Shadowing a DoctorJuly 27, 2015
Today’s blog comes from Dr Yinka Oysbade who is approaching the end of Foundation Year 1 working in Leicester. Having loved all rotations as a medical student she is now trying to decide on a specialty to pursue!
“Like most medics I know, I wanted to be a doctor pretty much all of my childhood. My personal journey has taken slightly longer than usual but I’m grateful for the lessons learned along the way.
It began in my sixth form days, when I made my application to study medicine. I was pleased to be offered two places and I had my heart set on Manchester University. Then came results day and I achieved ABB. This meant I had to take up my insurance (5th) choice, Biomedical Sciences. This is where my first piece of advice comes in – use your 5th choice wisely and do your research. Be sure to apply for a course you would enjoy because you might just end up having to do it.
So, I embarked on my first degree with the goal of applying to medicine during my final year. This time I was armed with a revamped personal statement, a glowing reference and lots of volunteer experience under my belt.
The next piece of advice I would give is to be creative in acquiring experience. I volunteered in a charity shop, a maternity unit (making hot drinks and talking to mothers) and in a home for children with disabilities in Jamaica. Try to make your experience varied. The most important thing is not to chase a consultant around for two weeks but to really reflect on your experience and be able to talk about how it made you even more certain that medicine is for you.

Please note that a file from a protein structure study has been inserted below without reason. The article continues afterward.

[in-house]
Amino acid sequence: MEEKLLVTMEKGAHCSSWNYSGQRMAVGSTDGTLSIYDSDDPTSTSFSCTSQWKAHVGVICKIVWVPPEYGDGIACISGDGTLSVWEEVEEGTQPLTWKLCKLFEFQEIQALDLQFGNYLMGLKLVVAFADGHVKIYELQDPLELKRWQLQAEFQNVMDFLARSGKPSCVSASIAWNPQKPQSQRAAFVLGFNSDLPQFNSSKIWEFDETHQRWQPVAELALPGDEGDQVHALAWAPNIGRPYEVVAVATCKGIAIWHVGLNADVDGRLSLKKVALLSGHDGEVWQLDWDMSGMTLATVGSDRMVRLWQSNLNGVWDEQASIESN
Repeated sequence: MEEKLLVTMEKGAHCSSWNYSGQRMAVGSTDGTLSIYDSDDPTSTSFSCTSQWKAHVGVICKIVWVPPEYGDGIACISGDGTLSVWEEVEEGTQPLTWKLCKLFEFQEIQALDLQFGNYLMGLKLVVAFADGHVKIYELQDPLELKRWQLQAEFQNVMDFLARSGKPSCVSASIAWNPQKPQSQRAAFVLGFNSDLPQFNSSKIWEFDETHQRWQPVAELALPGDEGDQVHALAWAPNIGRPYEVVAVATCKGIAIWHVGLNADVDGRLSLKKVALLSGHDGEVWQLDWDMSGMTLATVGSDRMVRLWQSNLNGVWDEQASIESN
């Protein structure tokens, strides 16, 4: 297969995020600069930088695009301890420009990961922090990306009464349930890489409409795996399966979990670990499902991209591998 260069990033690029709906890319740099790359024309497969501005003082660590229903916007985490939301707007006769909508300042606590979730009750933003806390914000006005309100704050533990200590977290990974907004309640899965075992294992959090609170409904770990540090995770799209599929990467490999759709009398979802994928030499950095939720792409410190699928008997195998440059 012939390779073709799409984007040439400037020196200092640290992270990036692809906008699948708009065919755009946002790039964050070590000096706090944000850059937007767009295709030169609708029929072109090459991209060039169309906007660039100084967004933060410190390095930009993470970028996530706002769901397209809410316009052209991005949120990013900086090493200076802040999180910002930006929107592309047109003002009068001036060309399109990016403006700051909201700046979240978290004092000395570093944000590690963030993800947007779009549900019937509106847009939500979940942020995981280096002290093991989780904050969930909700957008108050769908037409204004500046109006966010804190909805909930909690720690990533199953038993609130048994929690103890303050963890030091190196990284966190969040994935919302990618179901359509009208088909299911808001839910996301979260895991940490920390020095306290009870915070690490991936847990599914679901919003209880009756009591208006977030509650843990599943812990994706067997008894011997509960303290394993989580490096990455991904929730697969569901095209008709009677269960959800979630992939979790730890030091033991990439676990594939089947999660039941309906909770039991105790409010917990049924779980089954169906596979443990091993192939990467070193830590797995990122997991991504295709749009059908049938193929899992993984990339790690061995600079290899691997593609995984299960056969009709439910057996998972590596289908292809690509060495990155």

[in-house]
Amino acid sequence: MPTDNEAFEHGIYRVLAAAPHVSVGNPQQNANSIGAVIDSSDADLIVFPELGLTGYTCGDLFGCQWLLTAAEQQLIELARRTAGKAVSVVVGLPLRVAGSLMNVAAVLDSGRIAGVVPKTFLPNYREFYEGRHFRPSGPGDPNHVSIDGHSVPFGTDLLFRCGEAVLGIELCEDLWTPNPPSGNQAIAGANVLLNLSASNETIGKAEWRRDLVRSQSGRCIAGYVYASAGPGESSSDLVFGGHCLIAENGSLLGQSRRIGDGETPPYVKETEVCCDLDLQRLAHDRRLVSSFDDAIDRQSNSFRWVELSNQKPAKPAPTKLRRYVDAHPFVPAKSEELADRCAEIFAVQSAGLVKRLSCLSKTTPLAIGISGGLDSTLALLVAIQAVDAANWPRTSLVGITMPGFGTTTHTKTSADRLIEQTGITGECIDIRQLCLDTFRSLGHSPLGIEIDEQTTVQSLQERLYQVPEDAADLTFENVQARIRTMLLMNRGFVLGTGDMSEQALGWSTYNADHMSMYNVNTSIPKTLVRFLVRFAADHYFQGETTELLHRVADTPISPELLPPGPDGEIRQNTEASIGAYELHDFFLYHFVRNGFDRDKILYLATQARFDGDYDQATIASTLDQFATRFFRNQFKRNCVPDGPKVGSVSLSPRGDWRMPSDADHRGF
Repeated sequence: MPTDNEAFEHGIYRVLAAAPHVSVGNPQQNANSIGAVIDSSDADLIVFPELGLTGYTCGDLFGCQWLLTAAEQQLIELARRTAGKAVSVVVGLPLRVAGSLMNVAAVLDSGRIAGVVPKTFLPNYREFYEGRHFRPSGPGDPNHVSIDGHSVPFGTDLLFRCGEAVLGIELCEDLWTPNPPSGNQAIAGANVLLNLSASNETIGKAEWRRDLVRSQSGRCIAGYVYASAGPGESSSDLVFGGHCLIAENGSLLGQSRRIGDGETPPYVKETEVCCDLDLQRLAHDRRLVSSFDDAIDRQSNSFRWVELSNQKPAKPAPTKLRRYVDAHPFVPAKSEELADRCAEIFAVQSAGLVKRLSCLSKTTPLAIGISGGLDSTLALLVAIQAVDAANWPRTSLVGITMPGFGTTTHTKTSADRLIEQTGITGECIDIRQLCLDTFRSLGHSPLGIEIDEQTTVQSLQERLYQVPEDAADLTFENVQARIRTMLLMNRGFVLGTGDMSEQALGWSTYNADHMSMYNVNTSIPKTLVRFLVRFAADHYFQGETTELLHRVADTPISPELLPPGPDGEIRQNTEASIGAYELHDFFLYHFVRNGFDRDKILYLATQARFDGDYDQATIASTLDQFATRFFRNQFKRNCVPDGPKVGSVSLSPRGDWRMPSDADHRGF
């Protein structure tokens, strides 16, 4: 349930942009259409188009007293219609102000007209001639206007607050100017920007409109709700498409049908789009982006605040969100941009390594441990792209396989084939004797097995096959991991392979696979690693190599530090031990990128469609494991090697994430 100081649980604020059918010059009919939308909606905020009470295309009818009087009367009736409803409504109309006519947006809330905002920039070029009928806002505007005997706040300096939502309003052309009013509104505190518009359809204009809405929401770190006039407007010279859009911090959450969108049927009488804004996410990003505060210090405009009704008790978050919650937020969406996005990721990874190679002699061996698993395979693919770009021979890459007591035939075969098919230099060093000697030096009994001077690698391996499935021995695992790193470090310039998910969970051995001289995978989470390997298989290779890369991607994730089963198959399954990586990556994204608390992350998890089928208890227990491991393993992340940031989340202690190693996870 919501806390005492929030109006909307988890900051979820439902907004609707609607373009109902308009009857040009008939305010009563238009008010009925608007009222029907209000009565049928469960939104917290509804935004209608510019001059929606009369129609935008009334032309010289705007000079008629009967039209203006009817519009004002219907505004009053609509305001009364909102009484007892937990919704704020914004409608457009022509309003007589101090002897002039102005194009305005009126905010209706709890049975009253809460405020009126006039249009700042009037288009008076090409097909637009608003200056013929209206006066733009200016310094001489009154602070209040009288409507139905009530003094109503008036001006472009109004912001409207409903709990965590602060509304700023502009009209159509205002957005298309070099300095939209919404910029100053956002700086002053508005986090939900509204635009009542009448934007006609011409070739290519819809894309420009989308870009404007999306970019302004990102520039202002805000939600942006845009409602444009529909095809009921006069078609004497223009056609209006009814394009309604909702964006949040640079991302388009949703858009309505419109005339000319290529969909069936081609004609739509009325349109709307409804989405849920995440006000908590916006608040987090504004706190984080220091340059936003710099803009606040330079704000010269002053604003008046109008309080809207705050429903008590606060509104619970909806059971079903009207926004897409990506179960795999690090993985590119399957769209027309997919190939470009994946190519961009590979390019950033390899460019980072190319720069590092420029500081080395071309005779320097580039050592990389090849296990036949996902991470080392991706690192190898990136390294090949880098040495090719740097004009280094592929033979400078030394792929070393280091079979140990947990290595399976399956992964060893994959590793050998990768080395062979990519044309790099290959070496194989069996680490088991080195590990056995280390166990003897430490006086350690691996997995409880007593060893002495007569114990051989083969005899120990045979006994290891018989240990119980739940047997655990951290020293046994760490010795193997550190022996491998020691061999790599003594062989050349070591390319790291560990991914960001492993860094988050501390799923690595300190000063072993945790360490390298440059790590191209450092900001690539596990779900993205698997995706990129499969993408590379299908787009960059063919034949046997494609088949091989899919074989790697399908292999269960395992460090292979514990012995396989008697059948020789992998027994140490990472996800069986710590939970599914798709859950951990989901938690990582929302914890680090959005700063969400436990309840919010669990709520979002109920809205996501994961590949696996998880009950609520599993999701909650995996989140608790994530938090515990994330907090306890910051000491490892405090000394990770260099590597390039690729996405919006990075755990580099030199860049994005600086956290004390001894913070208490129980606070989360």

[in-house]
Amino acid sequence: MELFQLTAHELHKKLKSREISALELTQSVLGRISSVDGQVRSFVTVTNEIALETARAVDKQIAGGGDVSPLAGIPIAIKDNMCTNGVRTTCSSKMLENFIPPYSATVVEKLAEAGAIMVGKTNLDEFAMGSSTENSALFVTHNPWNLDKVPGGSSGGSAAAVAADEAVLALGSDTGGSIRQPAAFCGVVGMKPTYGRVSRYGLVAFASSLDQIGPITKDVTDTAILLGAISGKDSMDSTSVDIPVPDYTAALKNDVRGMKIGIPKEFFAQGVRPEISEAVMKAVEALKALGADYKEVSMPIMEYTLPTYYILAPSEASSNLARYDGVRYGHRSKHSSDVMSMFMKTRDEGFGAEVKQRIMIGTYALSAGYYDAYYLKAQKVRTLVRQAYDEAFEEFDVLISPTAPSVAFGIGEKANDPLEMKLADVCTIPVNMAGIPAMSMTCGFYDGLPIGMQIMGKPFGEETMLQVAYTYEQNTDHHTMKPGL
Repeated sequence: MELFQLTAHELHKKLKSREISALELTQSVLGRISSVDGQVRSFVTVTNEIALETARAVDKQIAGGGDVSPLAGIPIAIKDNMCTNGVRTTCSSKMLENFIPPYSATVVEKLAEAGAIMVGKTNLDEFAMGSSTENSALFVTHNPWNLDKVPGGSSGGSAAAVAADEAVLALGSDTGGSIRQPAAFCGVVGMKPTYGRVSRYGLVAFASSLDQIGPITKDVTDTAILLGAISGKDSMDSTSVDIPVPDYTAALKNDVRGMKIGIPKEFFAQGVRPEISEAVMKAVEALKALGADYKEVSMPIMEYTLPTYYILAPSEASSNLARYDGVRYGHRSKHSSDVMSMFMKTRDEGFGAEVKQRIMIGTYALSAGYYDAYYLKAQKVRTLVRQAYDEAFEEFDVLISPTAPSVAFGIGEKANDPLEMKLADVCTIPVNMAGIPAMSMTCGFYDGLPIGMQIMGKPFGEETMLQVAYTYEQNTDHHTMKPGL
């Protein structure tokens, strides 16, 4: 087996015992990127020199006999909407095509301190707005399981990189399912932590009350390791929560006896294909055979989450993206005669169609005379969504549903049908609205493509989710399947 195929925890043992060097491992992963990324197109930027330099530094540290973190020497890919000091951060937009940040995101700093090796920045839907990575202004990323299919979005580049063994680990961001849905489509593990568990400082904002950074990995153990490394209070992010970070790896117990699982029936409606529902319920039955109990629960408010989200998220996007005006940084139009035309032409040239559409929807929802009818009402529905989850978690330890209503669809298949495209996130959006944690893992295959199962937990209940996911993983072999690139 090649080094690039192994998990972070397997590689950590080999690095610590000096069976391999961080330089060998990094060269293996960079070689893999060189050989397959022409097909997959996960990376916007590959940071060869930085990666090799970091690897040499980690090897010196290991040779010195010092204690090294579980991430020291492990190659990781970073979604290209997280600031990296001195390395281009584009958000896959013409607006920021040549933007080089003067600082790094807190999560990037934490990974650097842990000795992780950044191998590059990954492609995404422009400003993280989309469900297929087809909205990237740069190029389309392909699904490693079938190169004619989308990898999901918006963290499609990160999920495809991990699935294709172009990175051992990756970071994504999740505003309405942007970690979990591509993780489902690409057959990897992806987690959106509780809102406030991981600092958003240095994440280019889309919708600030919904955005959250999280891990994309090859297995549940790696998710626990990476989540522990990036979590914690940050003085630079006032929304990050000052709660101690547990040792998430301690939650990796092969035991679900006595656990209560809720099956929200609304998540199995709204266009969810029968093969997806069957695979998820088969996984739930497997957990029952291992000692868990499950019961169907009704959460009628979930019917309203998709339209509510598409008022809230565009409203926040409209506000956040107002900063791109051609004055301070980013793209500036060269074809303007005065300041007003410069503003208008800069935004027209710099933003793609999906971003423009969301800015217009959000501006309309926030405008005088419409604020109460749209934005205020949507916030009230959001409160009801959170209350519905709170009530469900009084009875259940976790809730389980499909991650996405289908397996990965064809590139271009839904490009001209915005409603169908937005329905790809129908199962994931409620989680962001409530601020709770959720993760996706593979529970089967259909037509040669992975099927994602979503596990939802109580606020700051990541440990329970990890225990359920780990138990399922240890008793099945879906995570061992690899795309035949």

I would also say it’s important to throw yourself into your first degree. Work as hard as you can to get the best grades and at the same time remember to develop other useful skills along the way such as scientific research, laboratory skills and essay writing techniques. All of these things come in handy once you start your medical degree.
I applied to medicine (again!) in my final year of Biomedical Sciences. I applied to two 4-year courses and two 5-year courses. I was thrilled to be offered a place at Leicester University and with a 2.1 under my belt, I was good to go!
Studying medicine was certainly a dream come true but I must admit it was challenging at times – in fact, it was probably the most challenging thing I’ve ever done.
I’ve learned that the key is to determine your own personal work style and do what’s best for you. I found that doing about two to three hours of study each evening was enough for me, but of course that didn’t include the library marathons I did in the run-up to finals. There is an array of resources available, from traditional textbooks to interactive online tools, as well as revision sessions run by junior doctors. Ample support is available so don’t suffer in silence.
For me, it was the clinical side of things that kept me going when times got rough. I thrived off being able to put my theoretical knowledge to practical use in the clinical settings. I was able to consolidate my learning by putting faces and names to the disease – a great help once finals came around! One of the best pieces of advice I received was to study well so you can be a great doctor and not so you can pass finals. Our focus must always be on our patients and providing the best care possible – everything else will fall into place. All the best as you embark on this amazing career!”